On his 93rd birthday this year, Navy veteran Ben Read of Glendora got behind the wheel of a landing craft for the first time in 75 years during a trip to the National WWII Museum in New Orleans.
Read drove the same type of ship during the war 75 years ago, and had been dreaming of seeing one ever since joining dozens of other World War II veterans from the Southland on an Honor Flight to Washington, D.C. in May 2018.
He didn’t get a chance to see one on the trip to the nation’s capital, but was able to hop aboard one in New Orleans.
“I cannot even begin to tell you what a thrill this is,” Read said as he stroked the wheel of the landing craft vehicle-personnel, or LCVP, invented by New Orleans boat maker Andrew Higgins.
Read was a Navy coxswain in the South Pacific during WWII and drove LCVPs in the Mariana Islands. The vessels were used in every amphibious operation during the war. President Dwight Eisenhower later said the Higgins boats helped the U.S. win the war.
Read’s daughter, Cheryl Balman, said her father discovered there was a LCVP at the museum in New Orleans and had been telling his family he wanted to see it for years.
Late last year, his daughters started a GoFundMe campaign to raise money for Read to make the trip. Within one day, they had reached their goal and then some.
“He had to go see his boat. It was such a big deal to him,” Balman said.
After Read and his daughter received COVID-19 vaccinations, they made the trip to New Orleans in February, where Read received a big surprise on his birthday. Museum staff had a ladder waiting for Read to climb onboard the boat and relive decades-old memories.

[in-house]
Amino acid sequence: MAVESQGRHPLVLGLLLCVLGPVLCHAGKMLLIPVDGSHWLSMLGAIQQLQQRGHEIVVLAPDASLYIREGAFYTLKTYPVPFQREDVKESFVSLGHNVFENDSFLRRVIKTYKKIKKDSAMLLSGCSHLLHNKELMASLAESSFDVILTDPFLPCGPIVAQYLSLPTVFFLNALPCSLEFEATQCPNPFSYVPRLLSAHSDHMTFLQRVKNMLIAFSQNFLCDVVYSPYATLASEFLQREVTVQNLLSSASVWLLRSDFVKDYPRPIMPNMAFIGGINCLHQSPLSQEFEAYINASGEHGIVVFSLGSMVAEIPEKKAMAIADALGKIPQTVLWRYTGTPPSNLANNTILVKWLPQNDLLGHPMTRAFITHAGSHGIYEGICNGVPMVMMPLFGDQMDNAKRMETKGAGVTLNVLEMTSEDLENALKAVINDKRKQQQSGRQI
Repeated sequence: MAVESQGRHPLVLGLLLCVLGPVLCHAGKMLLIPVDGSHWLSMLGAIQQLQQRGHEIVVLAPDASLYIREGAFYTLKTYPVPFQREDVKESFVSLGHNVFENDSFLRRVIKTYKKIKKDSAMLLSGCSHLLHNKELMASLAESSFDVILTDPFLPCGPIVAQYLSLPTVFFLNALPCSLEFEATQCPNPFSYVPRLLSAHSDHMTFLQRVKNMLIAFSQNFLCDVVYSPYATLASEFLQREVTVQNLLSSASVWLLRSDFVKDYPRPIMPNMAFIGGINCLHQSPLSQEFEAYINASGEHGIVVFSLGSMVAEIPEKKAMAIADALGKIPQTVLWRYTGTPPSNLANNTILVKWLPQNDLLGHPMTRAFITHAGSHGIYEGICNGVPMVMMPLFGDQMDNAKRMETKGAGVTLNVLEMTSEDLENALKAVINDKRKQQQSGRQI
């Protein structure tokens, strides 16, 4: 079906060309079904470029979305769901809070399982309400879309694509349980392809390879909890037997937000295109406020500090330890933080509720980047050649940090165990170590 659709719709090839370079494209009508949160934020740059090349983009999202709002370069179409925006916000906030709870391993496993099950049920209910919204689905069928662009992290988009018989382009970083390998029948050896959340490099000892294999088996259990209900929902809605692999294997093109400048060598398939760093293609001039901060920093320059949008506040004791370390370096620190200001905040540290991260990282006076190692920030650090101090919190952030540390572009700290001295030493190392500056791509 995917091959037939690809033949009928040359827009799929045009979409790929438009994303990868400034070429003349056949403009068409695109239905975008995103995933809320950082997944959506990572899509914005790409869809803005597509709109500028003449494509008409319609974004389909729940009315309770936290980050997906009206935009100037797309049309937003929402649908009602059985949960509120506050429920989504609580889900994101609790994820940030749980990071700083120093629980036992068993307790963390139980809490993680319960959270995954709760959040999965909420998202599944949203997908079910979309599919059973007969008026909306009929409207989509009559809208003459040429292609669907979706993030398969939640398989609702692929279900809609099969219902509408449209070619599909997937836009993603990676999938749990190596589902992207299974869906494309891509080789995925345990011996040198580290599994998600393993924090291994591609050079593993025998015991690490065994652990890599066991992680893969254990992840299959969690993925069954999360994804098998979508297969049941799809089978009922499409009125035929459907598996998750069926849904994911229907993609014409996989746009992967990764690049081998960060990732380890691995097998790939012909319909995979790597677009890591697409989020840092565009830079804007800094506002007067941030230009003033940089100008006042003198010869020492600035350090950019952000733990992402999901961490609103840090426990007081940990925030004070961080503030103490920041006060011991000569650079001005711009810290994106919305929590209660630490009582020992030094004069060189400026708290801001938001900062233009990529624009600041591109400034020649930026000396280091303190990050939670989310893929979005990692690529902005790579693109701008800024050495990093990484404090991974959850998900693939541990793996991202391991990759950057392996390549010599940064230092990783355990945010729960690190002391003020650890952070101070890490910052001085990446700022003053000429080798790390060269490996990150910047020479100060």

“As I scanned the room my eyes locked onto the boat, because that’s why I came here,” he said. “All the rest of this is wonderful, but that boat means something to me.”
Read went on to tell his daughter about his time on the open water, explaining how he could fit 36 men in the boat and he only gave them three minutes to vacate the boat on his trips to and from the islands.
“I didn’t even know I was going to be allowed to go behind the wheel. I was so thrilled,” Read said of his experience at the museum. “The memories raced, and I could look and see different items on the boat and know, I still remember what that’s called, and I named them for my daughter.”
There are fewer than 10 original LCVPs left in the world, according to Tom Czekanski, senior curator at the National WWII Museum. He said when the museum was being organized there wasn’t one available, so volunteers worked with former Higgins employees and original plans to create one using some original parts like the ramp and the engine.
“When it was finished there was a lieutenant who had inspected every boat that Higgins built and he was still alive, came to New Orleans, inspected the vessel and said, ‘This is it. If I was inspecting them today this would be perfect, I would accept it,’” Czekanski said.
Although the LCVP was the highlight of his trip, Read toured the entire museum with his daughter.
“When your parents get older you never know how long you have with them and every experience and every moment matters,” Balman said, adding, through tears of joy, “This moment is something that I just appreciate this so much.”
Balman thanked the National WWII Museum staff for making her father’s dream come true, saying, “literally nothing could get any better than this.”
Read reveled in his past, sharing stories with his daughter and anyone else who listened.
“When you get my age all we have left is memories,” he said. “We don’t get the chance to make many memories.”
As he held back tears he said, “Not many of us talk about it but if you have chance to talk to a veteran, listen. You honor a veteran when you listen.”